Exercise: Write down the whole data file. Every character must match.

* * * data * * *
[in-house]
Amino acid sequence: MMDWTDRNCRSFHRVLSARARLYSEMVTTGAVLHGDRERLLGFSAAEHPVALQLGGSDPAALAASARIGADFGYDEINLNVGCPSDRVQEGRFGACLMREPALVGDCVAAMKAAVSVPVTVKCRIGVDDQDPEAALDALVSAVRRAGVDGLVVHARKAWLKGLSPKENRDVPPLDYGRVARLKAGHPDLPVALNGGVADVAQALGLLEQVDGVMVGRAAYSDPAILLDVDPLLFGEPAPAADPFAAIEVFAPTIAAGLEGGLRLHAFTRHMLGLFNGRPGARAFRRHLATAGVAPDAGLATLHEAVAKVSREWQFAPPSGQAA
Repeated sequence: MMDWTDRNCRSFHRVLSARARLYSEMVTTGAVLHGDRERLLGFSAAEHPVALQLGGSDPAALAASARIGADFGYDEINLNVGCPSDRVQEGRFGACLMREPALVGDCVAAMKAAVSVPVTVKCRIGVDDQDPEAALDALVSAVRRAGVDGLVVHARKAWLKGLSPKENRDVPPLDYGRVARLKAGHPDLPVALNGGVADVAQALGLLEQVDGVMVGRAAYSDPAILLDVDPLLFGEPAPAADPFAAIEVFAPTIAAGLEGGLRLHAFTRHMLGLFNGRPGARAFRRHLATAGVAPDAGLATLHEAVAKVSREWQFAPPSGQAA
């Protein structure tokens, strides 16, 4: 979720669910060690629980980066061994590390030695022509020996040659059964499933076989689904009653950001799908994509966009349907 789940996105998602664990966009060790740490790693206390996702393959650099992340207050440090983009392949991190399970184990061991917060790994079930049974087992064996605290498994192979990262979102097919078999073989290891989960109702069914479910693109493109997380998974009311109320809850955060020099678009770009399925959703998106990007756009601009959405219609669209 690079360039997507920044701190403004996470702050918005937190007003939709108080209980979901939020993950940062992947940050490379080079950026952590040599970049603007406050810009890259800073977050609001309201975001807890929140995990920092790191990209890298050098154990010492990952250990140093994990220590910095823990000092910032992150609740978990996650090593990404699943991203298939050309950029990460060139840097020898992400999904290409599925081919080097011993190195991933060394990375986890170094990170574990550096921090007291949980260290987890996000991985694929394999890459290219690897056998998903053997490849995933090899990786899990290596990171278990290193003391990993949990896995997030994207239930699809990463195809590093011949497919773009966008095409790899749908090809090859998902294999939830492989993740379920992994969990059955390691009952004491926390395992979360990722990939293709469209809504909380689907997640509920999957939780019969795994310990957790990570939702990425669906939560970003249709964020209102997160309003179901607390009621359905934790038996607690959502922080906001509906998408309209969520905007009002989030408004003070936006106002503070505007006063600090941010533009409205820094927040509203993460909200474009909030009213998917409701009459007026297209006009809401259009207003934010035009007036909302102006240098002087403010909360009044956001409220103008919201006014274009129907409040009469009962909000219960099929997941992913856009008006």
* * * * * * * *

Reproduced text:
[in-house]
Amino acid sequence: MMDWTDRNCRSFHRVLSARARLYSEMVTTGAVLHGDRERLLGFSAAEHPVALQLGGSDPAALAASARIGADFGYDEINLNVGCPSDRVQEGRFGACLMREPALVGDCVAAMKAAVSVPVTVKCRIGVDDQDPEAALDALVSAVRRAGVDGLVVHARKAWLKGLSPKENRDVPPLDYGRVARLKAGHPDLPVALNGGVADVAQALGLLEQVDGVMVGRAAYSDPAILLDVDPLLFGEPAPAADPFAAIEVFAPTIAAGLEGGLRLHAFTRHMLGLFNGRPGARAFRRHLATAGVAPDAGLATLHEAVAKVSREWQFAPPSGQAA
Repeated sequence: MMDWTDRNCRSFHRVLSARARLYSEMVTTGAVLHGDRERLLGFSAAEHPVALQLGGSDPAALAASARIGADFGYDEINLNVGCPSDRVQEGRFGACLMREPALVGDCVAAMKAAVSVPVTVKCRIGVDDQDPEAALDALVSAVRRAGVDGLVVHARKAWLKGLSPKENRDVPPLDYGRVARLKAGHPDLPVALNGGVADVAQALGLLEQVDGVMVGRAAYSDPAILLDVDPLLFGEPAPAADPFAAIEVFAPTIAAGLEGGLRLHAFTRHMLGLFNGRPGARAFRRHLATAGVAPDAGLATLHEAVAKVSREWQFAPPSGQAA
């Protein structure tokens, strides 16, 4: 979720669910060690629980980066061994590390030695022509020996040659059964499933076989689904009653950001799908994509966009349907 789940996105998602664990966009060790740490790693206390996702393959650099992340207050440090983009392949991190399970184990061991917060790994079930049974087992064996605290498994192979990262979102097919078999073989290891989960109702069914479910693109493109997380998974009311109320809850955060020099678009770009399925959703998106990007756009601009959405219609669209 690079360039997507920044701190403004996470702050918005937190007003939709108080209980979901939020993950940062992947940050490379080079950026952590040599970049603007406050810009890259800073977050609001309201975001807890929140995990920092790191990209890298050098154990010492990952250990140093994990220590910095823990000092910032992150609740978990996650090593990404699943991203298939050309950029990460060139840097020898992400999904290409599925081919080097011993190195991933060394990375986890170094990170574990550096921090007291949980260290987890996000991985694929394999890459290219690897056998998903053997490849995933090899990786899990290596990171278990290193003391990993949990896995997030994207239930699809990463195809590093011949497919773009966008095409790899749908090809090859998902294999939830492989993740379920992994969990059955390691009952004491926390395992979360990722990939293709469209809504909380689907997640509920999957939780019969795994310990957790990570939702990425669906939560970003249709964020209102997160309003179901607390009621359905934790038996607690959502922080906001509906998408309209969520905007009002989030408004003070936006106002503070505007006063600090941010533009409205820094927040509203993460909200474009909030009213998917409701009459007026297209006009809401259009207003934010035009007036909302102006240098002087403010909360009044956001409220103008919201006014274009129907409040009469009962909000219960099929997941992913856009008006």